The Professional Services Division was developed as a bank marketing program in the mid-1970’s to integrate deposit generating employer cash management accounts with the pension accelerator loan program to help customers increase their retirement savings. The Professional Services Division developed additional deposits and loans from existing bank customers and attracted new deposits and loans from new productive business-owner customers. The Bank Professional Services Division concept was successfully implemented by community banks across the country as a deposit and loan generation program. Participating banks increased their deposits, loans and revenues by increasing business with existing customers and by adding productive business owners, including doctors, as customers of their “Professional Services Divisions”. Professional Services Division Consultants introduced the “Professional Services Division” concept to the banks as a revenue enhancement opportunity.
The first bank to adopt the Professional Services Division concept was the Westlands Bank, located in Orange County, CA, in 1975. The Bank of Newport, which was also located in Orange County, CA, adopted the Professional Services Division concept in 1979. A referral from the president of the Bank of Newport led to a third adoption of the program in 1980 at Arizona Trust Bank in Tucson, AZ.
The next installation was for Warren County Bank in McMinnville, TN, a $40 million state bank. The next bank that adopted the Professional Services Division concept was the Bank of Hawaii, which was the first large, multi- branch, regional bank to adopt the program. The deposit and loan generation success of these “Professional Services Divisions” then became a topic of discussion at an American Bankers Association meeting, which led to the next installation at Girard Bank, a large, multi-branch national bank headquartered in Philadelphia.
Success at Girard Bank led to an installation at Lincoln Bank, a community bank in Philadelphia that was interested in developing a small business owner niche market in their area of North Philadelphia. The next installation was for another large, multi-branch regional bank, Central Carolina Bank. Central Carolina Bank used the Professional Services Division concept as a strategy to displace Wachovia Bank as the principal bank in the business owner/ doctor market in North Carolina. The final Professional Services Division installation was completed for Michigan Avenue National Bank, a bank in Chicago desiring to expand its niche in the business owner/ doctor market.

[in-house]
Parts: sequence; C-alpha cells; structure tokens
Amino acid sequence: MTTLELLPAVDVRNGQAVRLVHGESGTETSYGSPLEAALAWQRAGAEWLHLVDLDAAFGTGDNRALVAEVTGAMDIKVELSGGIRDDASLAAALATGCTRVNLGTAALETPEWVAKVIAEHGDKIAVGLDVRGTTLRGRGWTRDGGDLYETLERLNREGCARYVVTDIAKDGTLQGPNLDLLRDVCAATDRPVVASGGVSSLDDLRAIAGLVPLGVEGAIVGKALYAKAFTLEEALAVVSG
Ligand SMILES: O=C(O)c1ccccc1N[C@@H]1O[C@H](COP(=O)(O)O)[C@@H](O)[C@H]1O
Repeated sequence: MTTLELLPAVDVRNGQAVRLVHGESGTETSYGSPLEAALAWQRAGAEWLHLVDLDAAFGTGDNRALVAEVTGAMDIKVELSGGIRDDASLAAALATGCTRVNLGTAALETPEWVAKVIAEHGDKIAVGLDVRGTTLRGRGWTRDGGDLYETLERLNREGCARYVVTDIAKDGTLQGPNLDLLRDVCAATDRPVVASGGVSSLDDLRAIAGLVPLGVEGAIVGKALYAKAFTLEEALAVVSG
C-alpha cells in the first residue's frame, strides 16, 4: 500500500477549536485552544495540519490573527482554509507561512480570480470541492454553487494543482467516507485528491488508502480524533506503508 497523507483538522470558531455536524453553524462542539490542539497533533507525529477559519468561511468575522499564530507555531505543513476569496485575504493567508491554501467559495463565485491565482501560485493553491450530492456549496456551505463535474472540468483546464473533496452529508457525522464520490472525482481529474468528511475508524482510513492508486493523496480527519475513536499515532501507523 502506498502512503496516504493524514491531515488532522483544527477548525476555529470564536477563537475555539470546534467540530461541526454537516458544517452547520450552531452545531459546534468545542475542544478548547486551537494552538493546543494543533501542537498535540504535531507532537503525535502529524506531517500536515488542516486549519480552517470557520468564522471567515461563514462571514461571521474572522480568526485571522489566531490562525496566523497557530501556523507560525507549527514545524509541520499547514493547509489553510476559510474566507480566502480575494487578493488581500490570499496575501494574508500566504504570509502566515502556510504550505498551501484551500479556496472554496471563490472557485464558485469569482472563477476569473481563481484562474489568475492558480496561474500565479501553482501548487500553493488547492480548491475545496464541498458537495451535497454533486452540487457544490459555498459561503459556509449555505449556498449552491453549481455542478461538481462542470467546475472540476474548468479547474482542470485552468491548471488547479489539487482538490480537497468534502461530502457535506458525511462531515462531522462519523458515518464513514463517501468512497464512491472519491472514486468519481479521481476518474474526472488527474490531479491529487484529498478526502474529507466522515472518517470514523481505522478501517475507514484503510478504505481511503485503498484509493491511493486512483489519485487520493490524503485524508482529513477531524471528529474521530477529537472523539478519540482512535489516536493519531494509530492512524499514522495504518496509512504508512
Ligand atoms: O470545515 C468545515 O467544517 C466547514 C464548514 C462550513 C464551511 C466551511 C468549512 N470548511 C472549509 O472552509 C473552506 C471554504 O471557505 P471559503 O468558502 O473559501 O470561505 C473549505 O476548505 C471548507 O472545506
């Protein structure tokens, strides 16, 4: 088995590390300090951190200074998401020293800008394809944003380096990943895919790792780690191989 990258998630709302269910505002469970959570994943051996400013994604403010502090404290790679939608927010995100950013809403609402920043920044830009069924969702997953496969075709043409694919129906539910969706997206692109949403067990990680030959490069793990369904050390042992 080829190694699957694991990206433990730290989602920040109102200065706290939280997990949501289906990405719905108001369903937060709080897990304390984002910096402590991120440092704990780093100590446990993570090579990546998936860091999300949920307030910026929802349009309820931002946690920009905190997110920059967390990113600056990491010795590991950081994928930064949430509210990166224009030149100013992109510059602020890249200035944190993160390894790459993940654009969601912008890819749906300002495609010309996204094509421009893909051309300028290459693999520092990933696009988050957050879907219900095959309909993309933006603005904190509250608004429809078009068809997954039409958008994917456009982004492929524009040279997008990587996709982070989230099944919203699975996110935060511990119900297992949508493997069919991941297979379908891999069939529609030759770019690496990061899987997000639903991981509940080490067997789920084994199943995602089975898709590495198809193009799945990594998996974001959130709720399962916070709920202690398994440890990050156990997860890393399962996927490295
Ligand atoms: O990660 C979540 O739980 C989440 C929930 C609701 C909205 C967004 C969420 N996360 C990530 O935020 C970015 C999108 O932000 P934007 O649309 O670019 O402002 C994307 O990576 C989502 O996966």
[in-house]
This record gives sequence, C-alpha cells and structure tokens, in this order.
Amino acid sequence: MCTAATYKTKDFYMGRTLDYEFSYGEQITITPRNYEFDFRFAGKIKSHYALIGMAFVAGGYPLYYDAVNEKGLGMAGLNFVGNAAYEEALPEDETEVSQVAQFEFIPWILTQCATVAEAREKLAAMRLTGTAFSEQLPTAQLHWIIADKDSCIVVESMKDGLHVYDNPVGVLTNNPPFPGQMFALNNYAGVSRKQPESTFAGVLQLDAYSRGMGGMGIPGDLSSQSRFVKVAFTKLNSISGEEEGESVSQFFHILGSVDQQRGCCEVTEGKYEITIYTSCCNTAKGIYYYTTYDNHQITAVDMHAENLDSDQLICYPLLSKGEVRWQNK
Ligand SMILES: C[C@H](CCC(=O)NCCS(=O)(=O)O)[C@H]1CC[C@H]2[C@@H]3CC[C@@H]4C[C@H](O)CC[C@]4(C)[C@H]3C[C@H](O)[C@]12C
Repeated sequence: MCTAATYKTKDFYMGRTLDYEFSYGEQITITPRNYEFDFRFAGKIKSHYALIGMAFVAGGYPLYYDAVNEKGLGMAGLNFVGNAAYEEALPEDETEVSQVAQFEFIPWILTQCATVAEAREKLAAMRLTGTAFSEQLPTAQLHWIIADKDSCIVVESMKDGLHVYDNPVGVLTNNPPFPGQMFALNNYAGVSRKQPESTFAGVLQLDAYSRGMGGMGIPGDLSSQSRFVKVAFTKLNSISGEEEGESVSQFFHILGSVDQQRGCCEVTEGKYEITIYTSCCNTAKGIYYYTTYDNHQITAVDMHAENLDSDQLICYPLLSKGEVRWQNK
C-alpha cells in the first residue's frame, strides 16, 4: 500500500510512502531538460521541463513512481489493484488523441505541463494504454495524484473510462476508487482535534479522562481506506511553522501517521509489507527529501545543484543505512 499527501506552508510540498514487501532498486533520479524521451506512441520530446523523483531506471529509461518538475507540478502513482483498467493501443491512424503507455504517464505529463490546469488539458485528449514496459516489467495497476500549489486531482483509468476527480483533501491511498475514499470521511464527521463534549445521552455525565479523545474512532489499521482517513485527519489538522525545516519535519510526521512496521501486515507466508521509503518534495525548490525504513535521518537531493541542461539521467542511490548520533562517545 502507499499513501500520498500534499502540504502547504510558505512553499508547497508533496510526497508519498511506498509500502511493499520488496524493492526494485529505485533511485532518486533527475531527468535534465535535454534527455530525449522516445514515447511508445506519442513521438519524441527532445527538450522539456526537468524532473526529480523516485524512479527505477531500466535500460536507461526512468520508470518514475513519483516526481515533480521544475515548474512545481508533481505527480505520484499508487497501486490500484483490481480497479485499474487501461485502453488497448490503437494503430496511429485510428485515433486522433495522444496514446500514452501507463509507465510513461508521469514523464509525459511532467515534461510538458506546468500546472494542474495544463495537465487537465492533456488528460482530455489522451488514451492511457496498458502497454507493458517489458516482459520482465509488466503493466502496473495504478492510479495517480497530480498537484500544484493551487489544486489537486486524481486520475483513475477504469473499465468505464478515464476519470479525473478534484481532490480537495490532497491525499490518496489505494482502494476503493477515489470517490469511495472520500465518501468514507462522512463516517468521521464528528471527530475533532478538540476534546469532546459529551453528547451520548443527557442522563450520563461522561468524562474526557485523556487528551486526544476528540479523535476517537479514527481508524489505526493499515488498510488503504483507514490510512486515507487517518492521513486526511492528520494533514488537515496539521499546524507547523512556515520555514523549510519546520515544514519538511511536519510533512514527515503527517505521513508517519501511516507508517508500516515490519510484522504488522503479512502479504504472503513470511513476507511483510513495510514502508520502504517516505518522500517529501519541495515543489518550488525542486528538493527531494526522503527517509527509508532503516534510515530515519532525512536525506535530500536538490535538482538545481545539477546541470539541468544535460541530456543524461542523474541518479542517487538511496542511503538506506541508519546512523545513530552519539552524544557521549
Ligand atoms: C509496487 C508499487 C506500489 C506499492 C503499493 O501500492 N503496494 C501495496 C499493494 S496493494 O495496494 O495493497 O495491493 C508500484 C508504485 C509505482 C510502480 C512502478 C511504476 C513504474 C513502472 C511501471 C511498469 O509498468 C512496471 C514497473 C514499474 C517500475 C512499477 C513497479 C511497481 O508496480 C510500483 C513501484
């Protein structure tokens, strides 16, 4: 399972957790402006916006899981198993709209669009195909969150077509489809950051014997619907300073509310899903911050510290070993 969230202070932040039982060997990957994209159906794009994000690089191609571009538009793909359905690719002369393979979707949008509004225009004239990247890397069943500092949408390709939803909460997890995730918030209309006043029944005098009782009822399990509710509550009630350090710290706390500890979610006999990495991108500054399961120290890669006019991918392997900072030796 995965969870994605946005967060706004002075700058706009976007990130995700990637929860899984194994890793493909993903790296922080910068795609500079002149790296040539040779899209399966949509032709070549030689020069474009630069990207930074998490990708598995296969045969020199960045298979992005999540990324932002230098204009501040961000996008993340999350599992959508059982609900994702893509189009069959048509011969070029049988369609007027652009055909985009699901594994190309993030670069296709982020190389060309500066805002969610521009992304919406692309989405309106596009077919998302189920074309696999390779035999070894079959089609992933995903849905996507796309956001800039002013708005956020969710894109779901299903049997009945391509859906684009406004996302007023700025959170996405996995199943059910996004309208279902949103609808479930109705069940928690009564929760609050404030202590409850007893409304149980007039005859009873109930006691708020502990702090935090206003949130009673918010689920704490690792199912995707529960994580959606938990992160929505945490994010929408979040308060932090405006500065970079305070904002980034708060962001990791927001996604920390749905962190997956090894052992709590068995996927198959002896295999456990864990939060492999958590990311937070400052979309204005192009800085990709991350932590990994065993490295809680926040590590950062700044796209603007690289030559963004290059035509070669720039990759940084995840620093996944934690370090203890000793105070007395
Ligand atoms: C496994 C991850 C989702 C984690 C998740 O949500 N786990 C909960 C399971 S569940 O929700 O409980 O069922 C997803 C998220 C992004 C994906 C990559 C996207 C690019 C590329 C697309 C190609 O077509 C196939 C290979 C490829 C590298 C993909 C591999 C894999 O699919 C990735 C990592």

In 1981 the Professional Services Division deposit and loan generation concept was deployed through a unique structure that avoided bank market area geographical restrictions on collecting deposits and making loans, a NE chartered credit union, the Credit Union of the Health Professions. A NE Credit Union was empowered by its charter to collect deposits and make loans to qualified small business owners and doctors domiciled in all the states in the U.S. This unique, state-chartered credit union was a forerunner of what later became money center banks that were granted powers to collect deposits and make loans to customers anywhere in the country.
The application of the Professional Services Division Concept to the credit union resulted in the fastest growing credit union in the history of the credit union industry at that time. In 1985, with the advent of money center banks, the development of the first generation of fixed annuity investments for pension use, and another pending reduction of defined benefit pension plan contribution and accumulation levels, the credit union was no longer needed to increase defined benefit pension contributions for business owners and doctors across the U.S. As part of the 1986 Tax Reform Act, defined benefit pension plan contribution and accumulation levels at normal retirement age were reduced to $865,000, one-third the 1974 level, to support expansion of 401 (k) Plans. The need for pension accelerator loans had been eliminated.
Expansion of the 401 (k) Plan at the expense of pension plans did not have the desired effect of expanding personal, tax-advantaged retirement savings plans to a larger demographic segment of American society in order to reduce dependence on the Social Security System. In 2001 Congress acted through tax legislation to increase the pension 415 retirement savings accumulation level at normal retirement age to its historic, high, 1974 level of $2,400,000 plus annual cost of living increases.
The lack of defined benefit pension planning knowledge and the onset of the Great Recession in 2007 prevented wide-spread use of defined benefit pension plans and, as of 2019 less than 45,000 defined benefit plans exist in the U.S., down from the high of 270,000 employer sponsored defined benefit pension plans in 1987. As part of the implementation of the New Economic Order Planning Program to create 220,000 new defined benefit pension plans from 2020 – 2024, the Pension Accelerator Loan Program of the Bank Professional Services Division is being reintroduced to community banks in the U.S. beginning in 2020.